Durham County home sales up 6.4 percent in May
Durham County saw a 6.4 percent increase in home sales in May, continuing the streak of year-over-year home sales increases that the county has seen each month since March of last year.
The county’s sales increase outpaced the approximately 3 percent increase seen across the four Triangle counties of Durham, Orange, Wake and Johnston. Each individual county saw an increase in the month except Orange, which saw a decrease of 30 closings for a total of 150 in the month.
Orange was also the only county to see a decline in either the average or median sales price in the month. Orange’s median sales price fell 4.3 percent, while its average remained relatively flat at 0.7 percent. Durham County’s median and sales prices increased 2.5 percent in May compared with the prior year.
“We’re definitely seeing … good activity, and people looking,” said Kirk West, the president of the Durham Regional Association of Realtors. However, West also said there’s still a lack of inventory in the county.
Inventory was down 12.4 percent in May to a total of 1,616 homes. There was a 5.1 months’ supply of inventory on the market, which was down 22.8 percent. However, new listings ticked up 3.5 percent in the month to 534 listings.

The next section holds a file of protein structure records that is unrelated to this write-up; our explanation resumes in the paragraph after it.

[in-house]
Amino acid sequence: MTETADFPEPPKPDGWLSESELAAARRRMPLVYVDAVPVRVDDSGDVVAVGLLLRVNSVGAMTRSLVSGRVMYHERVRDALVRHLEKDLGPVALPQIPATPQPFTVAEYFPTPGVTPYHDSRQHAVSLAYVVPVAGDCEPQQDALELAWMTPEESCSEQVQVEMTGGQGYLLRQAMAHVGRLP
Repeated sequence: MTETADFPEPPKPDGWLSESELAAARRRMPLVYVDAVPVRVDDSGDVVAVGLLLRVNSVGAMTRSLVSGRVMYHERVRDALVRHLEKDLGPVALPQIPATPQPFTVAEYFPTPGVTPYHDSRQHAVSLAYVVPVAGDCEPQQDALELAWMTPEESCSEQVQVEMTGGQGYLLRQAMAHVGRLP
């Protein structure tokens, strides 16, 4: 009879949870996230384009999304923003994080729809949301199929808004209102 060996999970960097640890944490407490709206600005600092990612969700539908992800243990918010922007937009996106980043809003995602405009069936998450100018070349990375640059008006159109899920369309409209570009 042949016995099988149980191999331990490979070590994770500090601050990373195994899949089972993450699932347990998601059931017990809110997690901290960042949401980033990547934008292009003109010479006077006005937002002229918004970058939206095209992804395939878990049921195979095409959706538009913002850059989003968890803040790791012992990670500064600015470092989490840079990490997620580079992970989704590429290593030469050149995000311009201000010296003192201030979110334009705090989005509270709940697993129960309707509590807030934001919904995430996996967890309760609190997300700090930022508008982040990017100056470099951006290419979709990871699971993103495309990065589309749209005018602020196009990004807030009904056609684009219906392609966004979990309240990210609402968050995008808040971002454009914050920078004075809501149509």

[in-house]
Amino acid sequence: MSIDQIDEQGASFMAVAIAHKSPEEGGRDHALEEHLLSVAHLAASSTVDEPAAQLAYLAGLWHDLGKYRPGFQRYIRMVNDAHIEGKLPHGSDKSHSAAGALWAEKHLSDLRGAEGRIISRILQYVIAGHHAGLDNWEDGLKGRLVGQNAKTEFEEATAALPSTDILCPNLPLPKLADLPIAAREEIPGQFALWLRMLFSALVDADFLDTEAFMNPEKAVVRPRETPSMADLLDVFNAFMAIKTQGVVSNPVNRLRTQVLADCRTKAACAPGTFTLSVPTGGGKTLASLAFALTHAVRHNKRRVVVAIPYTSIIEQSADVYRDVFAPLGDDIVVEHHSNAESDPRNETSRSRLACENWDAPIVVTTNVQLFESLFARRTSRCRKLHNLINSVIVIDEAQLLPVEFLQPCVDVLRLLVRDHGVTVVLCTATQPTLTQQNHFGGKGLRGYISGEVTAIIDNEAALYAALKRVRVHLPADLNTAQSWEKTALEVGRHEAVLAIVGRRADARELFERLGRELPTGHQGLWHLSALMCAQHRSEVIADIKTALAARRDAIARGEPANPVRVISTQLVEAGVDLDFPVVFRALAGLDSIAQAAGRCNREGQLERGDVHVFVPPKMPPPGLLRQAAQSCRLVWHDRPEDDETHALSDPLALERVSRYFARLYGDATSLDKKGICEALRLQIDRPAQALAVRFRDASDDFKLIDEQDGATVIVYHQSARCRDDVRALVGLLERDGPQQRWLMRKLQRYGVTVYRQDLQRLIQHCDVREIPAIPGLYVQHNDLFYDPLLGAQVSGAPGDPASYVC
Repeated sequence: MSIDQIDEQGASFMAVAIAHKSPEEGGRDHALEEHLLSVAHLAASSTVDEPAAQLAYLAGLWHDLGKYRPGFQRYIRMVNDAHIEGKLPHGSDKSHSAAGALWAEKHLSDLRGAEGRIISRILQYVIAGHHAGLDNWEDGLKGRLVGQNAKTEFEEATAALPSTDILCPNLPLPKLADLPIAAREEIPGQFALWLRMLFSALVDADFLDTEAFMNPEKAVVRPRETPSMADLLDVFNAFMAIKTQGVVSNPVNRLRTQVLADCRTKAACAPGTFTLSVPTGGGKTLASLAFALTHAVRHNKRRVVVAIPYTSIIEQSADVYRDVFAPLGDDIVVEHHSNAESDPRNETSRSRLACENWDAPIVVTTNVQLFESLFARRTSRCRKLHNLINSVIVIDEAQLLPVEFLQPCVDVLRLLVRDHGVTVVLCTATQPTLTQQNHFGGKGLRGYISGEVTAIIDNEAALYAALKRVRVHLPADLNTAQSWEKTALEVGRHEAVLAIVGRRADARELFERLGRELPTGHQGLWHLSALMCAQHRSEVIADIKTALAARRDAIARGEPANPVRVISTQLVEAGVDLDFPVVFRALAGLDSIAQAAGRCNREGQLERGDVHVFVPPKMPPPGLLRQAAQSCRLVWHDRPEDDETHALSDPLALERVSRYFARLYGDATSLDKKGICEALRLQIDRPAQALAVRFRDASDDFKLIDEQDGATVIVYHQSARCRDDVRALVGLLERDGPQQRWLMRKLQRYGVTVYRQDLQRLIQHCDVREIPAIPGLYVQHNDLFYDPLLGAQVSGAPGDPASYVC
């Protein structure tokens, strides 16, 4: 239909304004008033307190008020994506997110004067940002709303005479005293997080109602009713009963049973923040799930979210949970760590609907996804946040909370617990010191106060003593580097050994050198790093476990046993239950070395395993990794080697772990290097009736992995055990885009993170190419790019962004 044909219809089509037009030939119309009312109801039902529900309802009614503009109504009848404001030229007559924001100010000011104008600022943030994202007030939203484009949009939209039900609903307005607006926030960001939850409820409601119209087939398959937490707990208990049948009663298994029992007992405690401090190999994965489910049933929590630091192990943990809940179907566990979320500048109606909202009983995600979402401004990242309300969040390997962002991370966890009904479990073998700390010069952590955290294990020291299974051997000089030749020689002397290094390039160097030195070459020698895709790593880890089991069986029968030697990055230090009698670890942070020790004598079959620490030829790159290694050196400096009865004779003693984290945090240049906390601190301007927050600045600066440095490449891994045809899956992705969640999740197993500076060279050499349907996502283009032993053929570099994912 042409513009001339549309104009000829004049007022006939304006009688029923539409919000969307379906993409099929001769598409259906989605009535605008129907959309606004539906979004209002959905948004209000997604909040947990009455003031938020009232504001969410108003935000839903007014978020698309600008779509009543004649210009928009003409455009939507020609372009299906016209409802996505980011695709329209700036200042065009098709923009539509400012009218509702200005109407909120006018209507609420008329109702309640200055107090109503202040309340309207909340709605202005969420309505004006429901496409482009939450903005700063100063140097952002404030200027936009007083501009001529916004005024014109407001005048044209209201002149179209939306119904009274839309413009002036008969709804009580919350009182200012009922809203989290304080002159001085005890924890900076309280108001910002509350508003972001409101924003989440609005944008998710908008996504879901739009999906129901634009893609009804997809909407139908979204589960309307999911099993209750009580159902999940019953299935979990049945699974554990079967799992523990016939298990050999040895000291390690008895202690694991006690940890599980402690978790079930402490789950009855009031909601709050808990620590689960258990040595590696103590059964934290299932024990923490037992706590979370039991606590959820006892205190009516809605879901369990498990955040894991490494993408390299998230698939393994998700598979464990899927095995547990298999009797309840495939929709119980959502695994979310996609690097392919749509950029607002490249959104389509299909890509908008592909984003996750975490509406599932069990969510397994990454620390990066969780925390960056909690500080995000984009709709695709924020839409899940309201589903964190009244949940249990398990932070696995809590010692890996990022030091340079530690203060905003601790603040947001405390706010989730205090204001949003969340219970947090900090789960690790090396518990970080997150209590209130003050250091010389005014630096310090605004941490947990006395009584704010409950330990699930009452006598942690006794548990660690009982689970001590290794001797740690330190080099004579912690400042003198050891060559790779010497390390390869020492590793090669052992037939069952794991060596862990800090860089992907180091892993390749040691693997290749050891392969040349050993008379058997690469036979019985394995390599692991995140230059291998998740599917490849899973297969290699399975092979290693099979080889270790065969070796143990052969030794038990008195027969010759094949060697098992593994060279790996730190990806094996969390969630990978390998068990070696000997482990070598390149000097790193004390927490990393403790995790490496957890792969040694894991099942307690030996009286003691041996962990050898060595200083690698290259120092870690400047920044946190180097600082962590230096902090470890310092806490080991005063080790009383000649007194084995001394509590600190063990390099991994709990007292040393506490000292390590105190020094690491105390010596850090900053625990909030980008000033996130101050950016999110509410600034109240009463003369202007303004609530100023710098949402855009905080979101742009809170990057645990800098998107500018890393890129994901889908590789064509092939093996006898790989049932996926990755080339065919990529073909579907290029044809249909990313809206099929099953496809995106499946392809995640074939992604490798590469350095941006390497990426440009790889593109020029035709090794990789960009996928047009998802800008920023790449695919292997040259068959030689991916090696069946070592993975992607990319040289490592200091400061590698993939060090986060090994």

“Some people are taking a little longer to find the right house because it’s being sold before they make an offer or (they have) a multiple offer situation, and don’t win,” West said. “I think…Durham in particular is growing, and we’ve got some great activity downtown, and more people are realizing what Durham has to offer.”
Stacey Anfindsen, a Cary-based residential real estate appraiser and market analyst, said May marked a turning point across the four-county Triangle market for re-sale inventory, but not for Durham.
According to Anfindsen’s data, which counts re-sale inventory on the 10th day of each month, Durham County re-sale inventory was down 6 percent year-over-year in May, while each of the other three counties in the Triangle saw increases.
“So the sellers, they’re still having a tough time getting prices up in the county enough to get those sellers who purchased in 2006, 2010, in to the market,” Anfindsen said. “And that’s different than the overall four-county market. In the overall four-county market, we finally had re-sale inventory growth…”